United States Ambassador to Namibia Thomas Daughton says he is looking forward to the day when he can serve Namibian beef to his guests.
Daughton’s optimistic comments come amid reported unease among North American farmers after the Food Safety and Inspection Services (FSIS) of the U.S. Department of Agriculture issued a notice of its intention to include Namibia on the list of countries eligible to export meat products to the United States of America.
“I look forward to the day when I am able to host guests in the United States and serve Namibian meat products. My team and I have worked hard to help Namibia through the inspection process and to facilitate the necessary meetings and inspections. Our end-goal is to see increased trade between Namibia and the United States,” Daughton said.
The proposal is subject to a final ruling by the FSIS and U.S. Department of Agriculture, but has been met with vehement objections by ranchers, particularly the US Cattlemen’s Association.
However, Daughton says the decision-making process is such that it requires the U.S. government to address any and all comments and concerns received before issuing a final ruling. No date has yet been given as to when the FSIS would issue its final ruling.
“I’m also a supporter of the public comment period in the United States and in other countries. Public participation, including from interest groups, reflects a healthy and dynamic democratic process and full participation in decision-making at all levels of government,” Daughton said.
Should the proposed FSIS rule become final, Namibia will be eligible to export to the U.S. boneless, but not grounded raw beef products, including primal cuts, chucks, blade, and beef trimmings.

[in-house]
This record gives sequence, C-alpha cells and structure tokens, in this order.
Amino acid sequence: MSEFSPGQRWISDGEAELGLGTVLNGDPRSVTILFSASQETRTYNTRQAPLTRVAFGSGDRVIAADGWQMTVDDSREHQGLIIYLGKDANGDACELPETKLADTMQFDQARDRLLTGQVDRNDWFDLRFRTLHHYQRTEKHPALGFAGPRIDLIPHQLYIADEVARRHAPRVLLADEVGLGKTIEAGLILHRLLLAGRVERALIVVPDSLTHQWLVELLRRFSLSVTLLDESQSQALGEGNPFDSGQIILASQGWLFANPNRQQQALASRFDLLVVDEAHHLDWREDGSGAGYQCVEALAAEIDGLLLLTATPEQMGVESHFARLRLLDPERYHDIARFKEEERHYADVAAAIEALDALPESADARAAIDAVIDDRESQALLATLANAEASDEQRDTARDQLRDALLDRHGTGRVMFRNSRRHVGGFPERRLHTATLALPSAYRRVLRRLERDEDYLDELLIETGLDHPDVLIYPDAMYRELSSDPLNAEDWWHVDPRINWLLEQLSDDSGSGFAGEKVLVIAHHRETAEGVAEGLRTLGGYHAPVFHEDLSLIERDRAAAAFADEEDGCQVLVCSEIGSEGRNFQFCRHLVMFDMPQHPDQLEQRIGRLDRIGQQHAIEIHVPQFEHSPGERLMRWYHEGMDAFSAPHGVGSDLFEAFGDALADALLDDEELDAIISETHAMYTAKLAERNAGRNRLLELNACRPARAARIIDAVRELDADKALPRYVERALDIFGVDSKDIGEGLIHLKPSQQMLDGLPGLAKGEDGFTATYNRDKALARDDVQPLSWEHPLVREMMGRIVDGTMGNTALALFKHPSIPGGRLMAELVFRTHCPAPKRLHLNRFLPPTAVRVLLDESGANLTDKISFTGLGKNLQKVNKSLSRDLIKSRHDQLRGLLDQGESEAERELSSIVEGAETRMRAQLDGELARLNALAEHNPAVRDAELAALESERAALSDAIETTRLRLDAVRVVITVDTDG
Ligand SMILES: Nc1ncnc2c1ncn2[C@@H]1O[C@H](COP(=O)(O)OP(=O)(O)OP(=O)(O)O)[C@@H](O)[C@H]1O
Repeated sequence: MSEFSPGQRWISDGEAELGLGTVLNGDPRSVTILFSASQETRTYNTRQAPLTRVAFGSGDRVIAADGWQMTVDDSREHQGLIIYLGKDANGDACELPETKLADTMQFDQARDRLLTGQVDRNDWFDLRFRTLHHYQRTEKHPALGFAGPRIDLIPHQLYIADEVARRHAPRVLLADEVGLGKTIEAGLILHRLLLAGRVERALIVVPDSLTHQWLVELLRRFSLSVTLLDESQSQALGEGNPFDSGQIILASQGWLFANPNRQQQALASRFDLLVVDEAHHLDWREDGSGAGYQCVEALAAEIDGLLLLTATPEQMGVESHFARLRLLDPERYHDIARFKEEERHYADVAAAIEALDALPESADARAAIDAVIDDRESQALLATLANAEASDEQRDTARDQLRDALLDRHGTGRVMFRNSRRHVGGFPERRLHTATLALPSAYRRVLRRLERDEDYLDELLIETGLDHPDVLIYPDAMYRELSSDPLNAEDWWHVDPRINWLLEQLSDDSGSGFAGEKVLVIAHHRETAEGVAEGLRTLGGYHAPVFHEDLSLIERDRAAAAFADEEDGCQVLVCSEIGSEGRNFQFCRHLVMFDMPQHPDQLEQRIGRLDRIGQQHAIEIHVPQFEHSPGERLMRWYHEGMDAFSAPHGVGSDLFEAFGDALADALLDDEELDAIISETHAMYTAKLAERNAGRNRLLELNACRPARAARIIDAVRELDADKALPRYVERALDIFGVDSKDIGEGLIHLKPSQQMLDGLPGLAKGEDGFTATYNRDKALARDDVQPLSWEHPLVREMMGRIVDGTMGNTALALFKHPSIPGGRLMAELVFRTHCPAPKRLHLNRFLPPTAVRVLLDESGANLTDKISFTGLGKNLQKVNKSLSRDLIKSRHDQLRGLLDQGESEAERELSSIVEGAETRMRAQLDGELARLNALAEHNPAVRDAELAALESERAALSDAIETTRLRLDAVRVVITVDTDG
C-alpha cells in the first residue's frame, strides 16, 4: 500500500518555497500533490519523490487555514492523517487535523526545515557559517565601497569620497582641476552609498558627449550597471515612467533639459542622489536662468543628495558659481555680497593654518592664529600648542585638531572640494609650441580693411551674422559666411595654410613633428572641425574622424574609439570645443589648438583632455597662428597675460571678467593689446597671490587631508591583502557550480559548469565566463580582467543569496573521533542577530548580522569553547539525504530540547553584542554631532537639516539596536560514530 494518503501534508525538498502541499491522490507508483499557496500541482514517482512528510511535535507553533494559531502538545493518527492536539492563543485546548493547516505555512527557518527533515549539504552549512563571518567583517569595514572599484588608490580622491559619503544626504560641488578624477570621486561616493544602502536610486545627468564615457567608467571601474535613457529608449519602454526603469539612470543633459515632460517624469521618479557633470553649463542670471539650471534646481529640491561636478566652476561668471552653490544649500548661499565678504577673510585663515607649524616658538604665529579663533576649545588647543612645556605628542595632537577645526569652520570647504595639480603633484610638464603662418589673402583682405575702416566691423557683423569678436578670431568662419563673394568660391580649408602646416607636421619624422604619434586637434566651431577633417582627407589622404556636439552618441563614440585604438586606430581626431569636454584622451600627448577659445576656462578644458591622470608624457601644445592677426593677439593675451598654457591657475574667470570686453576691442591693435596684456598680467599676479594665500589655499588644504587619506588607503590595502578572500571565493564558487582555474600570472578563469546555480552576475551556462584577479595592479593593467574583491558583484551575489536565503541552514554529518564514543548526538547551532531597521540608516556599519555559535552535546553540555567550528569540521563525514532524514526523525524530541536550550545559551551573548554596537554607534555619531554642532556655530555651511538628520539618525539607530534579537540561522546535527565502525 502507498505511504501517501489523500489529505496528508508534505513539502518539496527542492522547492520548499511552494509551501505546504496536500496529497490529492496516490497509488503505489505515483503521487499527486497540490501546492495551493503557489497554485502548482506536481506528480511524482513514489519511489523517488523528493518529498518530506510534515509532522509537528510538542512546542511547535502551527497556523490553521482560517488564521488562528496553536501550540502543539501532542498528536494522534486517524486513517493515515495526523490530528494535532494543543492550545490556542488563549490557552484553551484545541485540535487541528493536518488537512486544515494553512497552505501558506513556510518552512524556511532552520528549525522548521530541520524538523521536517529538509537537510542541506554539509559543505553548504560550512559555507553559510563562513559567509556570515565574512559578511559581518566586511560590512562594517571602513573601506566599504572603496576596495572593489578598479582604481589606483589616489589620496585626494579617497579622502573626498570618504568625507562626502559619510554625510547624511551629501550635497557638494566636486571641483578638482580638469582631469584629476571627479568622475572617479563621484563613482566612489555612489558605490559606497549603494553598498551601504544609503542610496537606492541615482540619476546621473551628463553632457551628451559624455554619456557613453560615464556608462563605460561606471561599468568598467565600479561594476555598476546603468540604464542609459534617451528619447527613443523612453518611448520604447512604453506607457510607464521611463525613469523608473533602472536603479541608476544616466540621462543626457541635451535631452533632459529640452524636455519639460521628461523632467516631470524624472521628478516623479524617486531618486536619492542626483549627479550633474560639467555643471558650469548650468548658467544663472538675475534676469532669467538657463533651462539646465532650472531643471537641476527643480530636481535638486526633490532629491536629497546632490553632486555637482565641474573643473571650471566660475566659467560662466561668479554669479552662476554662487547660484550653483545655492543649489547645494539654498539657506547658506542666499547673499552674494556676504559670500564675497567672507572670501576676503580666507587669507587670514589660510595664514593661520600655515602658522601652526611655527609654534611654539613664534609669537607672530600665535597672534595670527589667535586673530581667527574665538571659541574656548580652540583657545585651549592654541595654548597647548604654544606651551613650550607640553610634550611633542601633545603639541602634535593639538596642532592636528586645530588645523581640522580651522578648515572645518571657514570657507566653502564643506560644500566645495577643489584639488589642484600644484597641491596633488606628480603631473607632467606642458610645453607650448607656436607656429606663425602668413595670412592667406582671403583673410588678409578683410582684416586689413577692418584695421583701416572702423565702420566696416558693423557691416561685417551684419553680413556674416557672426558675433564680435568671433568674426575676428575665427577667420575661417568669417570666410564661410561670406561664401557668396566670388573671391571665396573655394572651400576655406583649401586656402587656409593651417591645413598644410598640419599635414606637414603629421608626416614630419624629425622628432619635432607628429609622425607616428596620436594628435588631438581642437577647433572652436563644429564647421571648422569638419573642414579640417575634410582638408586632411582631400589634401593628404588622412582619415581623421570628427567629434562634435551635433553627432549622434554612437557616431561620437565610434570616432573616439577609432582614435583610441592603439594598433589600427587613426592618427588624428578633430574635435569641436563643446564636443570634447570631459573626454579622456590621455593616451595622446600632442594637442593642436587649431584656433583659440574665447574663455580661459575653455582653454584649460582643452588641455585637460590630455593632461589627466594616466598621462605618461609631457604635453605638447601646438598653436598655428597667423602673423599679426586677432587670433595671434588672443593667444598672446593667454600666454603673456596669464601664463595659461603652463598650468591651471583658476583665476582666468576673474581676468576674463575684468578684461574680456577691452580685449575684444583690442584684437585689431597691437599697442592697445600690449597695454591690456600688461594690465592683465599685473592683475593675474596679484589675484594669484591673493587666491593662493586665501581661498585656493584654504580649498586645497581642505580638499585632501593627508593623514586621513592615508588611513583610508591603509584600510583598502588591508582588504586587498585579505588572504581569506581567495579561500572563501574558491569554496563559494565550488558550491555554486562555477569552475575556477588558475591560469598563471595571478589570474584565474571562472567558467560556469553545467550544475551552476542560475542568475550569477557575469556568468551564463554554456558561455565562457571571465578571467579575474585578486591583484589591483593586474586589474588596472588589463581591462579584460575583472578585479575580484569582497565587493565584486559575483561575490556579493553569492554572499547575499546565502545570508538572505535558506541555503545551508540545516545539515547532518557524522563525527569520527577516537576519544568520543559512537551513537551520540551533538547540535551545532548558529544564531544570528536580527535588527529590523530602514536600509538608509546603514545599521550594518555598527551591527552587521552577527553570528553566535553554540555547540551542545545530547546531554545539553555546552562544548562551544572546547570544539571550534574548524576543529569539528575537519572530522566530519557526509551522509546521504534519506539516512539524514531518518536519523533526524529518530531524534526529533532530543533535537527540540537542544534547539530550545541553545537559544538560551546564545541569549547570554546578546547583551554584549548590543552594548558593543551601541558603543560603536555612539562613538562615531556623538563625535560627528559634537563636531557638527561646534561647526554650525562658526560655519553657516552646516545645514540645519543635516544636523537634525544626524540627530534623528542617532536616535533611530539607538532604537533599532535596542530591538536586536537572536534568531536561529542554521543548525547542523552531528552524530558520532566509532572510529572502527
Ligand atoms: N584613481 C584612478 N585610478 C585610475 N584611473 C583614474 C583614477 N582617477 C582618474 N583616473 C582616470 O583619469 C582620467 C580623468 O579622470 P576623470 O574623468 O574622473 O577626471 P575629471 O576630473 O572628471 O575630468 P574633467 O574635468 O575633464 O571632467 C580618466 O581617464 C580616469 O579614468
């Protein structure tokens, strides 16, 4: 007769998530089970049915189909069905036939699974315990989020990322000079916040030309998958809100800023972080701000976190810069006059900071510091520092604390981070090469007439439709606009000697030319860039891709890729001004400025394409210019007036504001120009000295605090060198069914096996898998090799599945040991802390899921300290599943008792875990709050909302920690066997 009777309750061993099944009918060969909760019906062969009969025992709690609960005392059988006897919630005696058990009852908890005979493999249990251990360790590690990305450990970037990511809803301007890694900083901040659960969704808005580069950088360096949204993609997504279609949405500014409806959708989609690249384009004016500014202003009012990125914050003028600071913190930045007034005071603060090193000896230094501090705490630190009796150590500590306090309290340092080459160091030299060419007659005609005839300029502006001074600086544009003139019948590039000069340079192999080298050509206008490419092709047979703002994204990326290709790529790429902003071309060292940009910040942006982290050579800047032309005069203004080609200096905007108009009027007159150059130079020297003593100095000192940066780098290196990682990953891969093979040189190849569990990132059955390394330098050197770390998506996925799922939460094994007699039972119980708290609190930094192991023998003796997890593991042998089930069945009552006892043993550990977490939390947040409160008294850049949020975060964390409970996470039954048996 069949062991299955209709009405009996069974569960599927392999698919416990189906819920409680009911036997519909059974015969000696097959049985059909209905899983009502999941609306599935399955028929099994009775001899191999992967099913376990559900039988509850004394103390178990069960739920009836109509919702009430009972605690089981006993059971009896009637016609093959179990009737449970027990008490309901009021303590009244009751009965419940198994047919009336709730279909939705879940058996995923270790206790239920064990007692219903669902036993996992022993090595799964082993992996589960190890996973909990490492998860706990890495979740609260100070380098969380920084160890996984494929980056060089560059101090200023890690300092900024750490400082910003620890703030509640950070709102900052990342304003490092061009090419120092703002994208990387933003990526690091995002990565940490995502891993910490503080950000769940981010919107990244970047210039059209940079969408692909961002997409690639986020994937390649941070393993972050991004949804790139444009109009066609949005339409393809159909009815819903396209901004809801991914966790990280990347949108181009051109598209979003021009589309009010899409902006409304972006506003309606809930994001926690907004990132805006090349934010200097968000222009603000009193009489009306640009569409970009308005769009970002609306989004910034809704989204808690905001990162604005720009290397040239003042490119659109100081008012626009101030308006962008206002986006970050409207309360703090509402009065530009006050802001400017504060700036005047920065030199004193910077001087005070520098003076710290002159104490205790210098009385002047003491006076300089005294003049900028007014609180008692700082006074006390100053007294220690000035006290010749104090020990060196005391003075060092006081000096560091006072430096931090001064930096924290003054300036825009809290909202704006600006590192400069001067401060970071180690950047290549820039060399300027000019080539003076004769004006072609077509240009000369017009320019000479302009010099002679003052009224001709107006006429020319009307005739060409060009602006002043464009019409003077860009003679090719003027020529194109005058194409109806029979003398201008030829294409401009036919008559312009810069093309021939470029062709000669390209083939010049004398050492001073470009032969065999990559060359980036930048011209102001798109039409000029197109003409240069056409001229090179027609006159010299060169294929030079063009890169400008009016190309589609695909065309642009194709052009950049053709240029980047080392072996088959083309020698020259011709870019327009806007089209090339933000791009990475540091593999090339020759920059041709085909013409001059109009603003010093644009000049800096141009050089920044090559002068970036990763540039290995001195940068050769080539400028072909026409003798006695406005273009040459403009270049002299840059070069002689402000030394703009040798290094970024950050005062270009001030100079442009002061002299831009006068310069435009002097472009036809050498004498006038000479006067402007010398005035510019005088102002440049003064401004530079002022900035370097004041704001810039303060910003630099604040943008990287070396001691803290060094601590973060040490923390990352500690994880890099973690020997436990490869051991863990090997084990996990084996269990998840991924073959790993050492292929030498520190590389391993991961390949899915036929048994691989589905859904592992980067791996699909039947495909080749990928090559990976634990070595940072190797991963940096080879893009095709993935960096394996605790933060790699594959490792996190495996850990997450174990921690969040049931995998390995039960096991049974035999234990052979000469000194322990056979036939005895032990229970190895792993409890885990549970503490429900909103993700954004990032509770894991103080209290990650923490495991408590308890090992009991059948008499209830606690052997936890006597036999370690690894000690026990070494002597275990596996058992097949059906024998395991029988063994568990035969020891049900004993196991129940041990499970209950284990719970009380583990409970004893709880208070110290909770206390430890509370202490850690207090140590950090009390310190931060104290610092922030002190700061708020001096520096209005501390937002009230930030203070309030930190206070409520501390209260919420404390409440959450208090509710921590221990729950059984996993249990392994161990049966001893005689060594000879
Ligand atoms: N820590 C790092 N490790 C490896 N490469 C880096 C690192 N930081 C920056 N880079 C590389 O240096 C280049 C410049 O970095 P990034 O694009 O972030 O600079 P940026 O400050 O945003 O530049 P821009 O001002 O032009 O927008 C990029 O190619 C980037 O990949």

The earlier projected volume of exports to the U.S. was about 1.9 million pounds (about 848 tonnes) in 2015, increasing to 12.5 million pounds (about 5 600 tonnes) in 2019. Information provided by the U.S. Embassy in Namibia shows that although Namibia indicates that – for now – it is only seeking to export boneless beef products, this would not preclude it from exporting other meat products in future, provided that the products meet all FSIS and Animal and Plant Health Inspection Service requirements, and any additional requirements that FSIS might have in place with regard to such products.
The U.S. Cattlemen’s Association (USCA) has come out strongly against the proposal, saying imports of Namibian meat and meat products into the USA pose the risk of importing FMD into the USA, thus endangering the beef industry there.
The US beef farmers base their objections on the fact that Namibia is in proximity to FMD-affected countries Angola, Zambia and Botswana, with only South Africa and southern Botswana declared FMD-free without vaccination. The farmers are particularly wary of Namibia sharing a non-fenced border with Angola, a country that they say has declared several cases of recent FMD outbreaks.
The FSIS posted its proposed ruling on Namibia and invited interested persons to submit comments during a 60-day period that ended November 17. The U.S. Embassy in Windhoek says the public comment period allows citizens and interest groups to share their opinions with federal agencies that are considering such rulings.
“Generally, as part of their decision-making process, agencies provide the public the opportunity to comment for a period of 60 or 90 days on a proposed ruling. At every level of government in the United States, officials carefully consider the public’s input in making a final decision,” the embassy said in a communication to New Era.
The Meat Board of Namibia has sought to allay fears, saying meat products to be exported to the U.S. would come from Namibia’s own foot-and-mouth disease-free zones.
“There are numerous other risk-mitigating measures in place to prevent exported beef from transmitting the foot-and-mouth disease (FMD) virus to the USA livestock herd,” general manager of the Meat Board of Namibia Paul Strydom earlier said.